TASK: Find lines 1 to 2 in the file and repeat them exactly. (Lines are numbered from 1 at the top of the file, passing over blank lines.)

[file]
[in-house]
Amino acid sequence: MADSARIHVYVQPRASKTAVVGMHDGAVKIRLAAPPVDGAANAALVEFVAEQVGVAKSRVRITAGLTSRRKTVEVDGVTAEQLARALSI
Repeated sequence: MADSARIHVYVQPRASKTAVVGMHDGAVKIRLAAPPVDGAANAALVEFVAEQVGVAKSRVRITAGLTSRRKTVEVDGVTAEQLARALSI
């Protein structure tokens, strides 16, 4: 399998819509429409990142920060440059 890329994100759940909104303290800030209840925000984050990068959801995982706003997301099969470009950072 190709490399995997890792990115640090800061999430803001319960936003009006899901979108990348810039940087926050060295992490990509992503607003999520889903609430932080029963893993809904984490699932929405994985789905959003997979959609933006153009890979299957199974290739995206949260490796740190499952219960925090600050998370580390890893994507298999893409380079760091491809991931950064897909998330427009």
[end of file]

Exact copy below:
[in-house]
Amino acid sequence: MADSARIHVYVQPRASKTAVVGMHDGAVKIRLAAPPVDGAANAALVEFVAEQVGVAKSRVRITAGLTSRRKTVEVDGVTAEQLARALSI